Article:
June 9, 2018

A 50th Birthday Party Done Right

Some folks kick back and relax on their 50th birthday.  Some decide to take on a tough assignment.  Count the Greenleaf Garden Club of Milford among the latter group.

Where incoming horticulture is
I have a passing acquaintance with what are called ‘standard flower shows’.  If you walk into a room and see many groups of four floral designs, horticulture, and educational exhibits – and the titles indicate it is built around a theme – you’re in a standard flower show.  ‘Standard’ means the organization putting in on is following a set of rules about what kinds of designs can be used, the number of entries, what else is going to be displayed (e.g., horticulture and educational displays) and most importantly, how it will be judged.

Assembling a floral design - it all
seems so chaotic, but it isn't
Standard flower shows are not for the faint of heart.  You need a fair-sized venue, you need separate groups of people to create a schedule, lasso people to enter, build or scrounge up (and then paint) the pedestals (called ‘staging’) to be used, ensure all floral design materials are what they say they are, ensure all horticulture presented for display is what it says it is, ensure that floral designs conform to what the ‘schedule’ says it is supposed to be, type up and ensure everything is spelled correctly, and find accredited judges who are current with an ever-changing set of rules, and clerks to take down those judges’ comments.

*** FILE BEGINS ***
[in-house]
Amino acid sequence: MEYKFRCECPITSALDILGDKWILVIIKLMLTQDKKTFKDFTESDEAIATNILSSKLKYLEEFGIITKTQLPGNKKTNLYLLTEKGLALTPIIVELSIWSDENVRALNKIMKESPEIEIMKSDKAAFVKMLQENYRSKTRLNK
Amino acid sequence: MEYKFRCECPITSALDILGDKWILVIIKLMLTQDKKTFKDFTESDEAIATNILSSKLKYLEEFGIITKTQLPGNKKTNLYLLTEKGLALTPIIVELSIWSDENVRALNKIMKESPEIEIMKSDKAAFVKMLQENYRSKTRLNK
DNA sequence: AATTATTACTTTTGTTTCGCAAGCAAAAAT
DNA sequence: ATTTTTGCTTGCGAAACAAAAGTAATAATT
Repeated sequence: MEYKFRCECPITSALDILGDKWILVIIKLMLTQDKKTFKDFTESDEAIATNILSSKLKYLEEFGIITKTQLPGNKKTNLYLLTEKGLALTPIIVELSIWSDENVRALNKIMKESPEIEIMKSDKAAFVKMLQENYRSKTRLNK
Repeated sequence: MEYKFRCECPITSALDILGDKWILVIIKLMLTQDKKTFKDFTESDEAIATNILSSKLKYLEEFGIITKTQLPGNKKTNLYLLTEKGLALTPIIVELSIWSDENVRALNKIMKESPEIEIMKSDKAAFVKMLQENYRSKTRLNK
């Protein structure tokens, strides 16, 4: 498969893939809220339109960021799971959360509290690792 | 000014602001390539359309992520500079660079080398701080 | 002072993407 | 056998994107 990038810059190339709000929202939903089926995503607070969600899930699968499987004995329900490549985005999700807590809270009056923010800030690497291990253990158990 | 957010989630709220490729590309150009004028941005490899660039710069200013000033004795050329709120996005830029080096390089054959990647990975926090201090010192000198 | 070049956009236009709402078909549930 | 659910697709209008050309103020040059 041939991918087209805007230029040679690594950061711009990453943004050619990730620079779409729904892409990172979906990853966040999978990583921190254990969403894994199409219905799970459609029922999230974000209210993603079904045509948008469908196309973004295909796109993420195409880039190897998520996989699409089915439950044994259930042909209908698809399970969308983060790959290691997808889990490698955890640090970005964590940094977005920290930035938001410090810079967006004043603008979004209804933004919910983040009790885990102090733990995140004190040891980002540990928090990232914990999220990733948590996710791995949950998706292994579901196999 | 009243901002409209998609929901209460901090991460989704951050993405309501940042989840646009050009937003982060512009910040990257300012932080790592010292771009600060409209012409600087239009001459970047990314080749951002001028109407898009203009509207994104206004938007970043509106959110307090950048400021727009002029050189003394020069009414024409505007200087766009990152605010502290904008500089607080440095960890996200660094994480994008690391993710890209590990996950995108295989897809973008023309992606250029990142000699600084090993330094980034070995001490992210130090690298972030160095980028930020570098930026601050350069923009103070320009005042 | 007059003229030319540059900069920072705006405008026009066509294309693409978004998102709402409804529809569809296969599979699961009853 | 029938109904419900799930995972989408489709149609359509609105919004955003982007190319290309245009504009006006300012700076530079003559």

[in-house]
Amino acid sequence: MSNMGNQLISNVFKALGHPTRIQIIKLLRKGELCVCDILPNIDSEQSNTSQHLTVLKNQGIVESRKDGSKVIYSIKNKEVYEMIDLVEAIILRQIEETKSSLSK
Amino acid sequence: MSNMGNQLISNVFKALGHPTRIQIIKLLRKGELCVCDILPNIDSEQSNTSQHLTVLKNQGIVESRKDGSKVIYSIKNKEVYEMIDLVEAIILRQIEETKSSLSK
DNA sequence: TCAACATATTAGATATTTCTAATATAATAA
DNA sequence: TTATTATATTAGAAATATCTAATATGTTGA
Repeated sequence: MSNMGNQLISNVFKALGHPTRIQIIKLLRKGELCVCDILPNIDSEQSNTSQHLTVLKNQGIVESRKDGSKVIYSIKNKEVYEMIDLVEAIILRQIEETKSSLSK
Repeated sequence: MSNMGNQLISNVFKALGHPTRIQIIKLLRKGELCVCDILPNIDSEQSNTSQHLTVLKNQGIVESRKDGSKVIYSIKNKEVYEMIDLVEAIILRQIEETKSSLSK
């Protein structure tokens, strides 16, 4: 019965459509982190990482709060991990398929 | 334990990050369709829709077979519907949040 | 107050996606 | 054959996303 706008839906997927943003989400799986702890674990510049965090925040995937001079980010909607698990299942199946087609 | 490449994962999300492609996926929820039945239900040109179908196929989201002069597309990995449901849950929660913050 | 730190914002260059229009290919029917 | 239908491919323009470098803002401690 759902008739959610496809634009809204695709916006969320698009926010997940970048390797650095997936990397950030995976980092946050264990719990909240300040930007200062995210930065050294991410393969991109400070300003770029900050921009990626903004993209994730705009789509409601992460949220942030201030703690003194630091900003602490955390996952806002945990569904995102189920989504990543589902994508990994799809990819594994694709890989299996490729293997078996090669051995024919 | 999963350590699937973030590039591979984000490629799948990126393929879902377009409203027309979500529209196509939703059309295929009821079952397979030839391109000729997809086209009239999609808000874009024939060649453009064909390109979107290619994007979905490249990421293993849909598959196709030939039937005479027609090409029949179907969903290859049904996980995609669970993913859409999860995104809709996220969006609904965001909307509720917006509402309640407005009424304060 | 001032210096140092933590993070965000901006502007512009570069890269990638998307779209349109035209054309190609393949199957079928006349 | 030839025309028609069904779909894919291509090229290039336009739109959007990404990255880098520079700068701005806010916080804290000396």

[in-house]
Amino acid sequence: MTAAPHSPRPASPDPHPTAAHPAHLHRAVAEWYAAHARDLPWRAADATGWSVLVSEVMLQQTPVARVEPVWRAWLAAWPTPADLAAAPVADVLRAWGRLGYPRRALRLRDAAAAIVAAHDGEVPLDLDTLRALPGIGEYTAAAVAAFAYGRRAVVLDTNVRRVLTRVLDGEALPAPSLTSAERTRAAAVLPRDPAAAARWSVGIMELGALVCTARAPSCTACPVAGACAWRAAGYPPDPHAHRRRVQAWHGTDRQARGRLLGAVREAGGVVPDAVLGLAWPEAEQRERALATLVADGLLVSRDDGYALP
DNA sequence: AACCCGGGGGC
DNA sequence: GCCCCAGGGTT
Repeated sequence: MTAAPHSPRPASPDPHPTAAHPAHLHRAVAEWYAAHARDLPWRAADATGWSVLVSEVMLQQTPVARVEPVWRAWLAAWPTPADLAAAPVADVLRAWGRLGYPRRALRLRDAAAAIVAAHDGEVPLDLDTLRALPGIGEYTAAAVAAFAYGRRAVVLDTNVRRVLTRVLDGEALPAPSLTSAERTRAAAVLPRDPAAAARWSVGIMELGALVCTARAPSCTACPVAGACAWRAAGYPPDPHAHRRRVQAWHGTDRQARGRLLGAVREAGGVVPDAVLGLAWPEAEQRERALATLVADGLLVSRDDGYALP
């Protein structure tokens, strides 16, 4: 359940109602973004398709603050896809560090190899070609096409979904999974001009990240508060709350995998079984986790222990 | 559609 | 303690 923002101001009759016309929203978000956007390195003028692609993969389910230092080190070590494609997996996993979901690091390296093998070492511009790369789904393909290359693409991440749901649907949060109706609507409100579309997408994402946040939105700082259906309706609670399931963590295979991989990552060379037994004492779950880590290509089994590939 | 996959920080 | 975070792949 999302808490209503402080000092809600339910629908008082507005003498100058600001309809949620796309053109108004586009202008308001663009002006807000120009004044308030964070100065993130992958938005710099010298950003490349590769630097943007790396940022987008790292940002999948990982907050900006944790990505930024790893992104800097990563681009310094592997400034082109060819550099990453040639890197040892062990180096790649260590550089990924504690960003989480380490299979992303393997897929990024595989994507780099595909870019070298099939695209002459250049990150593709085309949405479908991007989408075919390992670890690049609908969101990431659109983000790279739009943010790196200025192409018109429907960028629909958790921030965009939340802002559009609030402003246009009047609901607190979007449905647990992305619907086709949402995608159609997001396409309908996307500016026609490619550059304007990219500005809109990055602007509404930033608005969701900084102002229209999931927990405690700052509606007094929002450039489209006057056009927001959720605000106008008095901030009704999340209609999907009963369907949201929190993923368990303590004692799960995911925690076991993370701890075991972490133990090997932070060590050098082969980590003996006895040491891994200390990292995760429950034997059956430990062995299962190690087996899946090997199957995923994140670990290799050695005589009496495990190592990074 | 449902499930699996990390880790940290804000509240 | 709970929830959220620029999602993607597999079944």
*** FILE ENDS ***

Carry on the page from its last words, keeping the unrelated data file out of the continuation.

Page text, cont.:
Will they come?  And will they
bring horticulture?  Or will there
be rows of empty tables?
Oh, and you have to make certain everyone and everything is in the right place in that room (especially difficult with horticulture), ensure the floral designers have sustenance, keep the judges out of sight of the designers and vice-versa, have all the right awards on hand (and ensure they go on the right hosta leaf or six-foot-tall design), keep the designs and horticulture watered, and then clean up the place.

The decision to put on a standard flower show is a process that usually takes six months from start to finish.  It requires coaxing, cajoling, and understanding on the part of its chairman, who will need eight or so committees to handle the tasks enumerated above.  In all, it isn’t unusual for thirty-plus people to be involved.

Creating a table display
The Greenleaf Garden Club turns fifty this year.  The usual commemoration is a luncheon or dinner and a look backward at notable accomplishments.  The Milford club elected to do something quite different:  put on a flower show as a gift to the town.  And, with a tad over fifty members, that event would tap the talents of a sizable percentage of the club’s membership.

I became aware of the event because, weeks earlier, Betty fielded a phone call from an anxious member of the club tasked with ensuring there was lots of horticulture for the show.  Even though Milford is four towns and ten miles away, this person was working the phones overtime, looking for people with ‘known’ interesting plants they might be willing to take a piece of to share with the world. 

Each step is incised with
the name of a battle.
Double-click for  detail.